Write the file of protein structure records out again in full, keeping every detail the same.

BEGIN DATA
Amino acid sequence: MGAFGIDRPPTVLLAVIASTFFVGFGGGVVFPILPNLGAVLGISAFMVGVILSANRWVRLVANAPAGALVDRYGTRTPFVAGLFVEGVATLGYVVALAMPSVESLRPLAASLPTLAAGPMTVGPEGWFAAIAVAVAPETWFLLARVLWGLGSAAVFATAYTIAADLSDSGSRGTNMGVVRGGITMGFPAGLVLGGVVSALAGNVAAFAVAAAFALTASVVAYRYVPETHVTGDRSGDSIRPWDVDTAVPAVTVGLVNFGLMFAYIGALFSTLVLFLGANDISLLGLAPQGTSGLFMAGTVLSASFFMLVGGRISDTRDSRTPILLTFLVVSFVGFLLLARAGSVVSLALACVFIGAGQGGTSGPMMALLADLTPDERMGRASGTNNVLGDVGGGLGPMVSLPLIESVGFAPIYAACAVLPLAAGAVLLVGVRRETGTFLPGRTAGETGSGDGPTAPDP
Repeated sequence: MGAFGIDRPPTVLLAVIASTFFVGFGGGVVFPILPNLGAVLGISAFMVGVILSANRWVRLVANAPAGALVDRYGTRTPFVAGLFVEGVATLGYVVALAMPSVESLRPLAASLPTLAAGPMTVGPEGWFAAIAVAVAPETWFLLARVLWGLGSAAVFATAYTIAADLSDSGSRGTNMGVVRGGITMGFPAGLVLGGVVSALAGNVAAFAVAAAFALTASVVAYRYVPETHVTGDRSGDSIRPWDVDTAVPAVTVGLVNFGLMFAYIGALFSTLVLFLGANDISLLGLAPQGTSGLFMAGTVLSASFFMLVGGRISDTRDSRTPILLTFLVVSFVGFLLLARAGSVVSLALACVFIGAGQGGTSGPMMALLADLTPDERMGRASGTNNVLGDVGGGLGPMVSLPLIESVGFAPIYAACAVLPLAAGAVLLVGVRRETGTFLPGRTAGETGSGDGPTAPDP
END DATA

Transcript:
Amino acid sequence: MGAFGIDRPPTVLLAVIASTFFVGFGGGVVFPILPNLGAVLGISAFMVGVILSANRWVRLVANAPAGALVDRYGTRTPFVAGLFVEGVATLGYVVALAMPSVESLRPLAASLPTLAAGPMTVGPEGWFAAIAVAVAPETWFLLARVLWGLGSAAVFATAYTIAADLSDSGSRGTNMGVVRGGITMGFPAGLVLGGVVSALAGNVAAFAVAAAFALTASVVAYRYVPETHVTGDRSGDSIRPWDVDTAVPAVTVGLVNFGLMFAYIGALFSTLVLFLGANDISLLGLAPQGTSGLFMAGTVLSASFFMLVGGRISDTRDSRTPILLTFLVVSFVGFLLLARAGSVVSLALACVFIGAGQGGTSGPMMALLADLTPDERMGRASGTNNVLGDVGGGLGPMVSLPLIESVGFAPIYAACAVLPLAAGAVLLVGVRRETGTFLPGRTAGETGSGDGPTAPDP
Repeated sequence: MGAFGIDRPPTVLLAVIASTFFVGFGGGVVFPILPNLGAVLGISAFMVGVILSANRWVRLVANAPAGALVDRYGTRTPFVAGLFVEGVATLGYVVALAMPSVESLRPLAASLPTLAAGPMTVGPEGWFAAIAVAVAPETWFLLARVLWGLGSAAVFATAYTIAADLSDSGSRGTNMGVVRGGITMGFPAGLVLGGVVSALAGNVAAFAVAAAFALTASVVAYRYVPETHVTGDRSGDSIRPWDVDTAVPAVTVGLVNFGLMFAYIGALFSTLVLFLGANDISLLGLAPQGTSGLFMAGTVLSASFFMLVGGRISDTRDSRTPILLTFLVVSFVGFLLLARAGSVVSLALACVFIGAGQGGTSGPMMALLADLTPDERMGRASGTNNVLGDVGGGLGPMVSLPLIESVGFAPIYAACAVLPLAAGAVLLVGVRRETGTFLPGRTAGETGSGDGPTAPDP